Me: Well the book is brilliant, and I know readers will enjoy it. What are one or two things that we don’t know about you?

TL: I danced semi-professionally as a classical ballerina in my teens. I also used to be a concert pianist. I have the greatest fans in the world, am terrible at math, can’t work if my house is messy, and am a crack shot with a deer rifle.

Me: I’d love to hear you play the piano. Maybe someday. 🙂 What are you working on next?

I’m taking a break from biblical historicals. My next two books will be something different. And then I’ll delve back into the biblical world again.

You can follow Tosca on her WebsiteFacebookTwitterGoodreadsPinterest, and Instagram.

ismeniAnd now, Tosca has left us with a free gift! Ismeni—a free eBook short story prequel to The Legend of Sheba—is be available. This is the story of Sheba’s mother, and sheds some light on the man who would become the queen of Sheba’s right-hand councilor. It’s about 34 pages long, and also includes a preview of the Prologue and first chapter of The Legend of Sheba.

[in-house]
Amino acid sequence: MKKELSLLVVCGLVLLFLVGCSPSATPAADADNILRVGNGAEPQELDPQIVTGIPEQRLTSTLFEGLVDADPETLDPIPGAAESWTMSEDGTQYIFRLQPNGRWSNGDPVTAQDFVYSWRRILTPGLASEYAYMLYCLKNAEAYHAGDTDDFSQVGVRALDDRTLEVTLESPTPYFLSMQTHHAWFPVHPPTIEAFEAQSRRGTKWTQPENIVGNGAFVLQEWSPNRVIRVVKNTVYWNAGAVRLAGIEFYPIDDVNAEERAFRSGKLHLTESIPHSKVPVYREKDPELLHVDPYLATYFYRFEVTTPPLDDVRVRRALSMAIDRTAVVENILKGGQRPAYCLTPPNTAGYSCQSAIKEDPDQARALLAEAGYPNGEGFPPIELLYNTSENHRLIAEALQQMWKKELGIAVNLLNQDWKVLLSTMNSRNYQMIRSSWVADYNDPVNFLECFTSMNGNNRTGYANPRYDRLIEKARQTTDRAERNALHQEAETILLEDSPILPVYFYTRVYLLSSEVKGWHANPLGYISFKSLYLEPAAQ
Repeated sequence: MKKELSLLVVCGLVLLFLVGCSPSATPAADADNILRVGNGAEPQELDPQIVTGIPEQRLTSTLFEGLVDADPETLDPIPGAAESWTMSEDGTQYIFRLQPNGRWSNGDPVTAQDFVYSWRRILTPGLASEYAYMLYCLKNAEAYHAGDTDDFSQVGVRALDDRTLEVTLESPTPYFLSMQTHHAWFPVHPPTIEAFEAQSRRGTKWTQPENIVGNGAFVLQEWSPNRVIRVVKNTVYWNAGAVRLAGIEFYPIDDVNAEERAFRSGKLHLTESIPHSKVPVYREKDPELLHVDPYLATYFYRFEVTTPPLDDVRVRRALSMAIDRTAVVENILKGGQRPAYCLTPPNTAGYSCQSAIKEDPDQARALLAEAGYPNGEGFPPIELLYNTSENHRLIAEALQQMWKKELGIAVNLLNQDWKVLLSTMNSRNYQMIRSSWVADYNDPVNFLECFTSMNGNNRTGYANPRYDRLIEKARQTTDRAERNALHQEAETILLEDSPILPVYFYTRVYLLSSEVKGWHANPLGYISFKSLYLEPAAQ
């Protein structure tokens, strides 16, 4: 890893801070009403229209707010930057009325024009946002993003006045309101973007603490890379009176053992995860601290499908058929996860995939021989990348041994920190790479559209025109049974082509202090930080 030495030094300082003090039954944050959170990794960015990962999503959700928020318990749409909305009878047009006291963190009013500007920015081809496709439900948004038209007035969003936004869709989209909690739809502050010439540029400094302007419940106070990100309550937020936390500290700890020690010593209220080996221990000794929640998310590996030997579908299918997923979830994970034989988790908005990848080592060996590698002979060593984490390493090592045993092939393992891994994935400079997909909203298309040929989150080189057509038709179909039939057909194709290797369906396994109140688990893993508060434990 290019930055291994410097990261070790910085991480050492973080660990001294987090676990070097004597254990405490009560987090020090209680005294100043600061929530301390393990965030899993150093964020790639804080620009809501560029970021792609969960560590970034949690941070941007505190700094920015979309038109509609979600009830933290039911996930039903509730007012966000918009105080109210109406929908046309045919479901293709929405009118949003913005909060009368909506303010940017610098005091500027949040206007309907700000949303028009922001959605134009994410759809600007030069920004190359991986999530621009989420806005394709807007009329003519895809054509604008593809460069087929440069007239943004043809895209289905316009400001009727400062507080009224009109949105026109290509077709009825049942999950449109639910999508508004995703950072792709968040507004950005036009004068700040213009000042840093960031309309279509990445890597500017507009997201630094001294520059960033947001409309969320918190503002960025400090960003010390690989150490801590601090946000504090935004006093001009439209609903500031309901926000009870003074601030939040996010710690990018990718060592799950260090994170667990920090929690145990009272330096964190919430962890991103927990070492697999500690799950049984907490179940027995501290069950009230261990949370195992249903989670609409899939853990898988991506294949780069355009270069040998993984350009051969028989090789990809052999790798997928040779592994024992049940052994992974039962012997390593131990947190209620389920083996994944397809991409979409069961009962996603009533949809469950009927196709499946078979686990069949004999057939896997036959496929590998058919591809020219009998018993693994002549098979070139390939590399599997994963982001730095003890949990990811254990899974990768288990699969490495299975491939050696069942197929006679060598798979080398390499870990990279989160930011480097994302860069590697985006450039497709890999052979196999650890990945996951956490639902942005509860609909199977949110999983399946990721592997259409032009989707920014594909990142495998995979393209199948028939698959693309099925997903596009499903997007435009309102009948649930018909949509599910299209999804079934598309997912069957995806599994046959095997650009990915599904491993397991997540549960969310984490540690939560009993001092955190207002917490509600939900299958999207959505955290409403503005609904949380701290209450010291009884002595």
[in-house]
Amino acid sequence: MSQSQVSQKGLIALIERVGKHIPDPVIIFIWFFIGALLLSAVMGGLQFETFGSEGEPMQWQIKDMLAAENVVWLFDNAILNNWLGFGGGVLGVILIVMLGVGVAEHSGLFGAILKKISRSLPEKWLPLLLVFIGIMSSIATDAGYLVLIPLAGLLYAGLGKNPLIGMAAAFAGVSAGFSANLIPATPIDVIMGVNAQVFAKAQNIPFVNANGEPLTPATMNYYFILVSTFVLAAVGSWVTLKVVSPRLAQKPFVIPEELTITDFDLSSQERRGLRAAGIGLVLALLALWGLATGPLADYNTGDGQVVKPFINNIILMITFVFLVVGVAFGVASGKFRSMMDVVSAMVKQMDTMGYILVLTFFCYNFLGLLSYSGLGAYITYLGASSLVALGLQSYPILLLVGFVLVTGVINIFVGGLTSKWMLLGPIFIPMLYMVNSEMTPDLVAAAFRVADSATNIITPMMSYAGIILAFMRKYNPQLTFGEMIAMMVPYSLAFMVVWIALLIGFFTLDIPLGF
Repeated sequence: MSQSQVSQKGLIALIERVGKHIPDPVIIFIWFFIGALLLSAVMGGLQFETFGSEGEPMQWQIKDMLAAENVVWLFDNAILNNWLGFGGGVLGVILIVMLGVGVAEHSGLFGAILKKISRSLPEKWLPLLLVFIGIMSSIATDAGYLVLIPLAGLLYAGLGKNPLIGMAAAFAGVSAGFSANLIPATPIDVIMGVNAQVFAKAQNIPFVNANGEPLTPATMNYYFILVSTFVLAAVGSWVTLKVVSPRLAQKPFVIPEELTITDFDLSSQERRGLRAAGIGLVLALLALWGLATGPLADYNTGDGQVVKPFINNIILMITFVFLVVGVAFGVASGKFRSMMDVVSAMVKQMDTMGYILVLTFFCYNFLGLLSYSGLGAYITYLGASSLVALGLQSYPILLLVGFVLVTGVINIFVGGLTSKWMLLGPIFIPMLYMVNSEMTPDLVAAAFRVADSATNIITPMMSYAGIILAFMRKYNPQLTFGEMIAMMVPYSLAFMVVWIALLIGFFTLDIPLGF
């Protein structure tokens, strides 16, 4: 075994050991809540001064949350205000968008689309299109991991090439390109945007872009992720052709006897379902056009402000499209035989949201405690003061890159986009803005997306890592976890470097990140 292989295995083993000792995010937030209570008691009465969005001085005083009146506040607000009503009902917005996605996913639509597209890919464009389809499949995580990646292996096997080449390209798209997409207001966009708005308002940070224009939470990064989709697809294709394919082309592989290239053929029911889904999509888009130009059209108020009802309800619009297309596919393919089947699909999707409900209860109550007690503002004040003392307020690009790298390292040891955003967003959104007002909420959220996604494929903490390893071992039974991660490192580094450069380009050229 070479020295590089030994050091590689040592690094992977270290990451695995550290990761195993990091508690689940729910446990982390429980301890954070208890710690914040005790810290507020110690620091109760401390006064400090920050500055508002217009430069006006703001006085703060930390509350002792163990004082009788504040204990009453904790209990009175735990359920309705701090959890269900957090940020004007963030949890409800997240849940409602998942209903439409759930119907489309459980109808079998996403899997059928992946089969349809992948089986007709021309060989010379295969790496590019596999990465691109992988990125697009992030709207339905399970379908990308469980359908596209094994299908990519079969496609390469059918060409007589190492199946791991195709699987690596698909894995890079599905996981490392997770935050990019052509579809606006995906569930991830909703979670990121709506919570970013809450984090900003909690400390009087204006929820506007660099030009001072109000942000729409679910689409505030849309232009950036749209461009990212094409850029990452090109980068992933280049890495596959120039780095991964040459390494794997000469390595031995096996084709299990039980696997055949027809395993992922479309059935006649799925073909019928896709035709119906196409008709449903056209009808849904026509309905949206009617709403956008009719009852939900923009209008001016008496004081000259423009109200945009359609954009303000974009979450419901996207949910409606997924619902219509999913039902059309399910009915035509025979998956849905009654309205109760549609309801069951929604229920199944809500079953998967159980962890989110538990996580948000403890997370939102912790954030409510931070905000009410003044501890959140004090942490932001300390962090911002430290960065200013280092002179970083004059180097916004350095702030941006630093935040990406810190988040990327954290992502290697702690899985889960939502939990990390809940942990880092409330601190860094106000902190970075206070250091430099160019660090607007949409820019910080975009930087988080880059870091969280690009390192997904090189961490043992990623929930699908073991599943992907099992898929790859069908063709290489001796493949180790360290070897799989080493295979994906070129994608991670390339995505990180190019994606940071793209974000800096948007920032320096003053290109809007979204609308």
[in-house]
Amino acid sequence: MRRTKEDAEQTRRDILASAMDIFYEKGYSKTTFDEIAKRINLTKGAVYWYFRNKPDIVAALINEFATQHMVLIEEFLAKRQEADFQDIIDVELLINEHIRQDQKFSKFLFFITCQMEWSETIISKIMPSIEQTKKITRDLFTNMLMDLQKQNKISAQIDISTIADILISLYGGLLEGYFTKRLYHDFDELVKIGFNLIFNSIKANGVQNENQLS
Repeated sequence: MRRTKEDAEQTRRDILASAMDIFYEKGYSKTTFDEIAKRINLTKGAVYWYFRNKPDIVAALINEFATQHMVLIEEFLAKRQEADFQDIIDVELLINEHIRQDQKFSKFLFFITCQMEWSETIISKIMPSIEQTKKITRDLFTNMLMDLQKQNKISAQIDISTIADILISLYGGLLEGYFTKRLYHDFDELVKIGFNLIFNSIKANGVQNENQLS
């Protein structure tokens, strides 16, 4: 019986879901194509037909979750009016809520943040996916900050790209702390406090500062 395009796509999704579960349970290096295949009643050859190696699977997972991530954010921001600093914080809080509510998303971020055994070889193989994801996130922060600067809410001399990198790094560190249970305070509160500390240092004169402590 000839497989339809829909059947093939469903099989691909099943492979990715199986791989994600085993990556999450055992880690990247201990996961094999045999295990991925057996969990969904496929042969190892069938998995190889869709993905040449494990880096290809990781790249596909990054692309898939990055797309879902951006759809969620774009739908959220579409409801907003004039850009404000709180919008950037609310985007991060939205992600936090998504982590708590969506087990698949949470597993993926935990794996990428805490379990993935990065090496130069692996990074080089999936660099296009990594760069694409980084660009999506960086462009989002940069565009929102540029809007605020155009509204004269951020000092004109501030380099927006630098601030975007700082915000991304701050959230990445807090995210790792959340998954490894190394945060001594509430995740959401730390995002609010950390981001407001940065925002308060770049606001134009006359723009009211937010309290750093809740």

Sheba

 

NOW, WHO WANTS TO WIN AN E-BOOK COPY OF LEGEND OF SHEBA? Comment below and tell me if you’ve ever seen a camel in person. 🙂 

Must be 18 to enter. No purchase necessary. Winner announced September 9th.

 

 

 

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11 thoughts on “Tosca Lee on Legend of Sheba: Rise of a Queen

  1. Some years at the state fair there would be a camel you could pay to ride around in a circle. Being from a Southern state, you must understand that the camel was positioned behind the tractor pull, near the fisheries expo, and next to the pig races.

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    1. Hi, Michelle! I saw a camel when I was in Turkey. It was wearing a carpet, which meant it was a fighting camel that had won a fight. They only wanted to charge us $2 to take its picture. LOL

      Camels and pig races. Makes sense to me. 😉

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  2. Camels are my favorite animal! We have a kind of exotic animal farm in my city that has camels. They are usually at the local festivals to ride. I have never ridden one though.

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  3. Unfortunately, I have seen camels here where I live. And I say unfortunate because it is against nature. On afternoons, camels with tourists riding them can be seen led by their handlers along the beach here on a small tropical island of an Asia- Pacific country.